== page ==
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US dismisses UK call to close Guantanamo Bay

[JURIST] US officials have dismissed a call [JURIST report] from UK Attorney General Lord Goldsmith [official profile] to close the facility at Guantanamo Bay [JURIST news archive] used to detain terror suspects, saying that the US is working to release detainees who no longer pose a threat, but insisting that the prison is a critical part of the war on terror. US State Department Sean McCormack said Wednesday that:

the President has talked about the fact that we'd like nothing better than at some point in the future to close down Guantanamo. Nobody wants to be a jailer for the world. And in fact, we have moved many detainees from Guantanamo back to their home countries or their country of origin, under agreements that would ensure that they're not -- they don't go in the front door and head out the back. And also that they won't be tortured; that they will be treated humanely.

Just the other day, we released several Uighurs; they're now in Albania. So there is a process here for trying to move people through. They do have access to a judicial review, that in the wake of the Supreme Court decision. Again, at some point in the future, we'd like nothing better than to close down Guantanamo. But the fact of the matter is that the people there are dangerous people and we don't -- one thing we don't want to do is release people now who might at some point in the future end up on the battlefield facing our troops or somebody's else's troops or committing acts of terrorism against innocent civilians.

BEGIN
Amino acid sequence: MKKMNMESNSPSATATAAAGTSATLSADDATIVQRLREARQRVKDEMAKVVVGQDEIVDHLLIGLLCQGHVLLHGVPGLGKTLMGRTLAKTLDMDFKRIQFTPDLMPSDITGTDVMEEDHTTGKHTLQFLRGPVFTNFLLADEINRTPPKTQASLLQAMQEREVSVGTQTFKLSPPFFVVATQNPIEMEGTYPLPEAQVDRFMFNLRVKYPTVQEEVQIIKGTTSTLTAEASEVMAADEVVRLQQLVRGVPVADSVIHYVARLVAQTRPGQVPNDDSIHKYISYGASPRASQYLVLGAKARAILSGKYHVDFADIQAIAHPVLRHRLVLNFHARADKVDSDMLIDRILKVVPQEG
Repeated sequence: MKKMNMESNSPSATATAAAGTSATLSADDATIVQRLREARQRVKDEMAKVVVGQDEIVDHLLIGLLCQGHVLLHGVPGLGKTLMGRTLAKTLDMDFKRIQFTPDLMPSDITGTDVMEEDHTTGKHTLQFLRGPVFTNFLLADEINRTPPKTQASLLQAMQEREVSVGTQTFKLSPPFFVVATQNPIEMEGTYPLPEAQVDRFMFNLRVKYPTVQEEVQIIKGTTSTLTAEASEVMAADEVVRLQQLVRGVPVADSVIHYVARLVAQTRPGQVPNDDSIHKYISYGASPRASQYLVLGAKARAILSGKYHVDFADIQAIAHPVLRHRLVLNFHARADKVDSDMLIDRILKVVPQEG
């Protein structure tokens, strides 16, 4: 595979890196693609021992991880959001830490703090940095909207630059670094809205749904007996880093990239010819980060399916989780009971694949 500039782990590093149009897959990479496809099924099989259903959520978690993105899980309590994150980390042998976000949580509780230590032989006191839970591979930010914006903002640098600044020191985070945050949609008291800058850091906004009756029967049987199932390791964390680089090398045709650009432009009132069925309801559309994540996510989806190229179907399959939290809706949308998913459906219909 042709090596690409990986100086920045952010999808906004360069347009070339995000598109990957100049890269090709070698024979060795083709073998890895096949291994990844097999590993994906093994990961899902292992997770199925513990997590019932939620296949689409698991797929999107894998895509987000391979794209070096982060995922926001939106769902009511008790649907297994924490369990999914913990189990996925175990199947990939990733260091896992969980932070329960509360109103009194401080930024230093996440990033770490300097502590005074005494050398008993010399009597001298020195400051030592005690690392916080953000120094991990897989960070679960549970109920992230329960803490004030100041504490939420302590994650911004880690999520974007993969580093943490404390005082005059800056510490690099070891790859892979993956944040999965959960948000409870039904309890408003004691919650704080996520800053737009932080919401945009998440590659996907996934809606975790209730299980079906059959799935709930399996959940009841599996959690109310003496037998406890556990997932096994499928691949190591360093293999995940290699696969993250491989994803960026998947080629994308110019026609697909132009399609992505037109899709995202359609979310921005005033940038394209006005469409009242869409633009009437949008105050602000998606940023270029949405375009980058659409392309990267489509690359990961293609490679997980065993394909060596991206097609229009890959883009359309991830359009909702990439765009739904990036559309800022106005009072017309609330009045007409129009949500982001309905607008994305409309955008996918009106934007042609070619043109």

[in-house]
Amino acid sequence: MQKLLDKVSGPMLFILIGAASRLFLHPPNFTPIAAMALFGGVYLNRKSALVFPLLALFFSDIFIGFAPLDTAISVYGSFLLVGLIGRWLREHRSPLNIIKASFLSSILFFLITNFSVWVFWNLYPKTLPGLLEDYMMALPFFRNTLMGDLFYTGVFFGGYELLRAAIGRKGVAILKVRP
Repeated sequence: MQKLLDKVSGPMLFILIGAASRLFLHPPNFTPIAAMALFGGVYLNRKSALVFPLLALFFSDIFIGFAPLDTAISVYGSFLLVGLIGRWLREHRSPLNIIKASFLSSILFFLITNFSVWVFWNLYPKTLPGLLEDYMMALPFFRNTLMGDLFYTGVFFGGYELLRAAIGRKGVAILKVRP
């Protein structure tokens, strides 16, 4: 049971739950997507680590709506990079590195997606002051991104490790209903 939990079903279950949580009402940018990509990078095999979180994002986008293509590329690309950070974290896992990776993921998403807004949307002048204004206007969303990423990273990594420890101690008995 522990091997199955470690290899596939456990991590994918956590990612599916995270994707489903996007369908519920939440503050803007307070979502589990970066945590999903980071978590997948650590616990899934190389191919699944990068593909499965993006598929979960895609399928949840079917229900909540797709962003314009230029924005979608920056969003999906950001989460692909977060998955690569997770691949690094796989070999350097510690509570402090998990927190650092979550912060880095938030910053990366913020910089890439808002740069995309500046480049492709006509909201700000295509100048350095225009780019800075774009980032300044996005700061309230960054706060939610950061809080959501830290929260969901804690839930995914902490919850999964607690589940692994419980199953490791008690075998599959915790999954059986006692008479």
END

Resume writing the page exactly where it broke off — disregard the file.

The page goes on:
In a speech [text] earlier Wednesday, Goldsmith said that Guantanamo should be closed "as a matter of principle."

Australian officials, meanwhile, continue to voice support for Guantanamo Bay. Australian Attorney General Philip Ruddock [official profile] has said that military commissions [JURIST news archive] will be able to produce fair results, but has indicated that some changes should be made to the proceedings. Australian Prime Minister John Howard [official profile] has called for commission proceedings to begin for Australian detainee David Hicks [advocacy website; JURIST news archive]. Howard expressed concern that if Hicks is sent to Australia without being tried by a military tribunal at Guantanamo, he cannot be charged by Australian officials, an outcome Howard called unsatisfactory "given the severity of the allegations made against him." Hicks has been held at Guantanamo Bay for four years and is charged [charge sheet, PDF] with aiding the enemy, attempted murder, and conspiracy to attack civilians. He is currently applying for British citizenship [JURIST report] in hopes that the British government will lobby for his release from Guantanamo. Australia's ABC News has more.

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